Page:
Nonprofit Offers Free Smoke Alarm Installations for Seniors
March 2, 2018
By Andrea Lopez-Villafaña
Thousands of adults age 65 and older throughout San Diego and Imperial Counties are living in homes without properly functioning smoke alarms, according to the Burn Institute.
In an effort to decrease that number, the local nonprofit agency is offering free smoke alarm installations for individuals 62 years or older through the Senior Smoke Alarm Program.
Providing seniors with smoke alarms, proper installation, and education on preventative measures, is something that Ricardo Moran, director of prevention programs for the Burn Institute, said can help reduce the likelihood of a disaster.
According to Moran, the program focuses on seniors because they tend to have fixed incomes and physical limitations, which can become barriers to having a safe home.
According to the Burn Institute, functioning smoke alarms should be installed in every bedroom of a house, on every floor and outside of each sleeping area in the home.
Smoke alarms can range from $20 to $25 and taking into consideration that alarms need to be installed in multiple areas of a home, the cost can add up, Moran said.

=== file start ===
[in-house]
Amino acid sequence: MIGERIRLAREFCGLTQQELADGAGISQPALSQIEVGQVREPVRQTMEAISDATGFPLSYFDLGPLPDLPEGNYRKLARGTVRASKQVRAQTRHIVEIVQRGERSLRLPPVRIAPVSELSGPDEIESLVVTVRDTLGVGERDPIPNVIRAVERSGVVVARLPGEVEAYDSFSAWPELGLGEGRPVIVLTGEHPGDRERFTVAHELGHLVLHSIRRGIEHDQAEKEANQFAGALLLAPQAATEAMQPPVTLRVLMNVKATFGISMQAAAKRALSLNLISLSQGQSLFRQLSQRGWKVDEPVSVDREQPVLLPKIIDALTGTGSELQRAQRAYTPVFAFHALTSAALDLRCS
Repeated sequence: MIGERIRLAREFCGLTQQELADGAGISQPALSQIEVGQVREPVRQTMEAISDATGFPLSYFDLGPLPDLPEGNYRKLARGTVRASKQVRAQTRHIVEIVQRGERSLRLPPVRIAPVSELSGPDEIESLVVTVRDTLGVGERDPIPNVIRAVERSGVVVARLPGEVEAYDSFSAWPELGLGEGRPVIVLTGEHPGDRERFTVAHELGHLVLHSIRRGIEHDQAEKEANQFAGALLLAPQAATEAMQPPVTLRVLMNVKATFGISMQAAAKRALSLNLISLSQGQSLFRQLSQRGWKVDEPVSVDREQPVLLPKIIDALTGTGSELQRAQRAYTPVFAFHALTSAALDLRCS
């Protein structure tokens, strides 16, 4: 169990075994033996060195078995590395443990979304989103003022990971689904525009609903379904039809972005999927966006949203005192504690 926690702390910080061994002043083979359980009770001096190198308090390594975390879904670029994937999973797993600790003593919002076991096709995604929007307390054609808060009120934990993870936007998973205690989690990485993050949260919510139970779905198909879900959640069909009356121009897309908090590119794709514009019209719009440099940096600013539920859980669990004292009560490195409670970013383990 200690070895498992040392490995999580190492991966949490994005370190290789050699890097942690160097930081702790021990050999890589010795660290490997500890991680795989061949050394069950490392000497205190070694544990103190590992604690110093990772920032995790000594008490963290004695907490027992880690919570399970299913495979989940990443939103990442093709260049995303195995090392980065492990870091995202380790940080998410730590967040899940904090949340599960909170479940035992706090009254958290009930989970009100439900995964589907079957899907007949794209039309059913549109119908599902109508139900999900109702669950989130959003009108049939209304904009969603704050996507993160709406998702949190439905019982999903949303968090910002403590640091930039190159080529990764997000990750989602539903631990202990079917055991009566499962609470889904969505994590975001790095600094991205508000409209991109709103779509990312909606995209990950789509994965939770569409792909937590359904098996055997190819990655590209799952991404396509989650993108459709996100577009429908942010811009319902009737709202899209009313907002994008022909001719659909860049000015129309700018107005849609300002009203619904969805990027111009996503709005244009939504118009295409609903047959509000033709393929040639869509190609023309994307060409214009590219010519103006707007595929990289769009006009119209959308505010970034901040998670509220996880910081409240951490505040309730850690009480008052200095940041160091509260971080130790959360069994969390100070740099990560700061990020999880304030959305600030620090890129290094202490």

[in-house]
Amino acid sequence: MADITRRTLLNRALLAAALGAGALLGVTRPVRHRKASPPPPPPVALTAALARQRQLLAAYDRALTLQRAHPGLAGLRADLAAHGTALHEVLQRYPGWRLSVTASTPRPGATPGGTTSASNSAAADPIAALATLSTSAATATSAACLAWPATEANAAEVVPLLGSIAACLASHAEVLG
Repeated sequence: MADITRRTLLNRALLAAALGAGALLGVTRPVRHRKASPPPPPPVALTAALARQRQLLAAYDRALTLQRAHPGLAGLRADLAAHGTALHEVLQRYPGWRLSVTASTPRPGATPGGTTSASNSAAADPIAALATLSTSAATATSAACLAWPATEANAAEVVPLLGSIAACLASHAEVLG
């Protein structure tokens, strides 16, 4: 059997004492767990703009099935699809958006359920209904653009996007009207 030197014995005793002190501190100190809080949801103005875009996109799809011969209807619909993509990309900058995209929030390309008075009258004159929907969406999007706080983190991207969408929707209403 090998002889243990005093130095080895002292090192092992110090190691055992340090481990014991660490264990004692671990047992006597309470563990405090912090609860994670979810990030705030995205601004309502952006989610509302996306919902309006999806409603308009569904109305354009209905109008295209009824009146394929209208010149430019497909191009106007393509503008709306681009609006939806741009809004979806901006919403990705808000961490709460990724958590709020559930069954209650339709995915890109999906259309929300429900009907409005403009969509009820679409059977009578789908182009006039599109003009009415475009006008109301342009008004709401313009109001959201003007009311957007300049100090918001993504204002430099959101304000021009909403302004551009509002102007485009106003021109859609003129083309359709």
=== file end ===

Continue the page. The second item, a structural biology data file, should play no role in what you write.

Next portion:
He also highlighted that installing smoke alarms is not hard but it can be tedious work for someone of a more advanced age.
According to the United States Fire Administration, people ages 85 or older have the highest fire death rate in the country.
The Burn Institute recommends that San Diego seniors make sure their home is equipped with an operating smoke alarm and have a fire escape plan.
“In a fire, seconds count,” Burn Institute Executive Director Susan Day said in a press release. “Roughly half of home fire deaths result from fires reported at night between 11 p.m. and 7 a.m. when most people are asleep. Home smoke alarms can alert people to a fire before it spread, giving seniors enough time to get out.”
Moran said volunteers provide seniors with free smoke alarms, installation and also work with them to make an evacuation plan and identify possible barriers to escaping a home in case of a fire.
“Having the education and reminders goes a long way into stopping the disasters,” Moran said.
The nonprofit provides fire and burn prevention educations, funding for burn research and treatment, and provides programs for burn survivors in San Diego.
Moran said the Burn Institute is always looking for volunteers especially Spanish speaking volunteers for outreach in South Bay communities.
Those interested in receiving a new smoke alarm and free installation, can sign up for the program and check if they are eligible by calling 858-541-2277, extension 13.